Nutritional regulation of the placental lactogen receptor in fetal liver: implications for fetal metabolism and growth.
We have recently identified and purified from fetal liver a distinct receptor that mediates the effects of placental lactogen (PL) on amino acid transport, glycogen synthesis, and somatomedin production in fetal tissues. At present, the factors that regulate the number and affinity of PL receptors in the fetus are unknown. Since maternal nutrition plays a critical role in fetal metabolism and growth, we have examined the role of nutrition in the regulation of the PL receptor in fetal lambs. Pregnant ewes at 123-126 days gestation were fed ad libitum (FED), fasted for 3 days (FASTED), or fasted for 3 days and then refed for an additional 3 days (REFED). The ewes were then killed, and the binding of [125I]ovine (o) PL to hepatic microsomes from the fetal lambs was examined. Maternal fasting caused a 60-75% reduction in the specific binding of oPL to fetal liver; the effect of fasting was reversed in part by refeeding [specific binding per mg protein: FED, 11.8 +/- 2.2% (n = 8); FASTED, 2.8 +/- 0.4% (n = 7); REFED, 7.2 +/- 2.6% (n = 3)]. The decrease in oPL binding resulted from an 80% reduction in the number of fetal oPL-binding sites (Scatchard analysis); there were no changes in the affinity of the oPL receptor (Kd, 0.6 nM), the subunit structure of the receptor, or the degree of occupancy of the receptor in vivo by endogenous fetal hormones. The specific bindings of GH (0.6%), PRL (0.3%), and insulin (35%) to fetal liver were not affected by maternal fasting, indicating that caloric restriction exerted a specific effect on oPL binding in the fetus. The number of fetal oPL-binding sites was positively correlated with the fetal liver glycogen content (r = 0.69; P less than 0.01) and the fetal plasma concentrations of glucose (r = 0.68; P less than 0.01) and insulin-like growth factor-I (r = 0.74; P less than 0.001), suggesting a role for the PL receptor in the regulation of fetal carbohydrate metabolism and growth. The number of fetal PL receptors was inversely correlated with the fetal plasma oPL concentration (r = 0.47; P less than 0.05). These studies demonstrate that fasting of the pregnant ewe reduces the number of PL receptors in ovine fetal liver. The reduction in fetal hepatic PL receptors may contribute to the mobilization and depletion of fetal liver glycogen stores and may play a role in the pathogenesis of the fetal growth retardation that accompanies maternal caloric deprivation.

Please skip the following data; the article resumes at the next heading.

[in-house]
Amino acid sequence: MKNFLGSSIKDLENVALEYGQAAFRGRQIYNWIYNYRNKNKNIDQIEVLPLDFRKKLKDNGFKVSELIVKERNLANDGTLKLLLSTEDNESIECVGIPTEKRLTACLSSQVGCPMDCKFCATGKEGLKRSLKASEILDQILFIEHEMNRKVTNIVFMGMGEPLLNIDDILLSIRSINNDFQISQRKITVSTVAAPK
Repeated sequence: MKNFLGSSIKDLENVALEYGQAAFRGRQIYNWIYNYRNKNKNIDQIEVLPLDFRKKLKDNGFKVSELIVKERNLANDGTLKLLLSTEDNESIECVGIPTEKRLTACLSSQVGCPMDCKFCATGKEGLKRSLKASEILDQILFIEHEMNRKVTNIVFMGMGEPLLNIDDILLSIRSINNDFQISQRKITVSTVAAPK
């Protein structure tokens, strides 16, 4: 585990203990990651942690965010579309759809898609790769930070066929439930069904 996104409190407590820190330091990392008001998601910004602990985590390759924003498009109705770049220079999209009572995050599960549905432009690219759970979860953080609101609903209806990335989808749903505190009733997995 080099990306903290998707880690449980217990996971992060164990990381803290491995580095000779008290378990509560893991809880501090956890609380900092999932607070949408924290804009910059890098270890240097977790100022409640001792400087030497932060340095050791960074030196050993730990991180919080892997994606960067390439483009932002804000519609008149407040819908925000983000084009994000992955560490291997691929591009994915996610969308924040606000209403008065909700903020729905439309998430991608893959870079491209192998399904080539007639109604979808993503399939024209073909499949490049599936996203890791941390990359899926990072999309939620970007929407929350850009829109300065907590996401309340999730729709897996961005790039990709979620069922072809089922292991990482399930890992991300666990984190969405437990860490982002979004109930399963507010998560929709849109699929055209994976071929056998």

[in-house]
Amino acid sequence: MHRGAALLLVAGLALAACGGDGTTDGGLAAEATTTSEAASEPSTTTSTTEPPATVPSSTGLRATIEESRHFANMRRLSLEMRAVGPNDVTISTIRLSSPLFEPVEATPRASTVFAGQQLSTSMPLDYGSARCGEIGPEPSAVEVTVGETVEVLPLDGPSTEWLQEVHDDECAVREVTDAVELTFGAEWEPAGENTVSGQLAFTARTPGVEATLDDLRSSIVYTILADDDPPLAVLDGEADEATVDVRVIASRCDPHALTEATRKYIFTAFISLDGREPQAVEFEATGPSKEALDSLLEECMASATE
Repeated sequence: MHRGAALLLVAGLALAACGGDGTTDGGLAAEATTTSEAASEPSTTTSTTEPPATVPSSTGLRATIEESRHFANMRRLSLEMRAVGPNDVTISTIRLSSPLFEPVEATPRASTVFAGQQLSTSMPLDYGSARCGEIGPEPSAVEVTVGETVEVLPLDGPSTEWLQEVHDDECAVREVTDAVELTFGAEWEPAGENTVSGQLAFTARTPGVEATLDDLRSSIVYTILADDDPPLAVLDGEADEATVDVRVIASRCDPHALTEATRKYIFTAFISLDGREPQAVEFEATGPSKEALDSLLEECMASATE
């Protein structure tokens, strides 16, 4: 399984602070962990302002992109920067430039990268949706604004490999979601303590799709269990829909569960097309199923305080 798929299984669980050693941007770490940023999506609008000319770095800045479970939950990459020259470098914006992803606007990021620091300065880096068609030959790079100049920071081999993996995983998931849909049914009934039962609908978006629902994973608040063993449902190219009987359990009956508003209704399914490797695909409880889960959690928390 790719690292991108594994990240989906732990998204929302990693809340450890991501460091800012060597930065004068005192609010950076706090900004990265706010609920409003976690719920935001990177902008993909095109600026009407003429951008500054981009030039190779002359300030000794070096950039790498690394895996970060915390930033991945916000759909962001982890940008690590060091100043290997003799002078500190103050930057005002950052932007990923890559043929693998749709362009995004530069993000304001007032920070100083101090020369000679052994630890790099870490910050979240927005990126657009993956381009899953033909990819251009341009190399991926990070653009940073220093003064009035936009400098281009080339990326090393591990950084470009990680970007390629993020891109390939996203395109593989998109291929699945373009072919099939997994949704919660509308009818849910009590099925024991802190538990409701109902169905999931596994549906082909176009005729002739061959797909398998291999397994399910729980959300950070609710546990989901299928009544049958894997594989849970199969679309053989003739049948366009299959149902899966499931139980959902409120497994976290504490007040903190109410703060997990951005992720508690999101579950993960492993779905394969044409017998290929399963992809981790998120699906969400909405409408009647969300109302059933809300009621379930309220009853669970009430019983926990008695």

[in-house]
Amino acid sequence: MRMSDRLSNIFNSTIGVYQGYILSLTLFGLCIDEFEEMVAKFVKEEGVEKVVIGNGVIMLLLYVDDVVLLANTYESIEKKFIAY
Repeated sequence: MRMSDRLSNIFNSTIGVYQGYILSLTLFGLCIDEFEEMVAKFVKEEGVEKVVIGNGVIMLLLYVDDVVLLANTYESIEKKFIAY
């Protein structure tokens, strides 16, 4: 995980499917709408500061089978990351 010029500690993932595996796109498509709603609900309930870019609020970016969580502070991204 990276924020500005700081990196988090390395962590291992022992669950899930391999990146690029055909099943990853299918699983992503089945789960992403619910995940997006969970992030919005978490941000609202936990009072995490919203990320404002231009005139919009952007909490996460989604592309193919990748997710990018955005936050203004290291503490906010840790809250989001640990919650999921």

Freemark, M; Comer, M; Mularoni, T; D'Ercole, AJ; Grandis, A; Kodack, L
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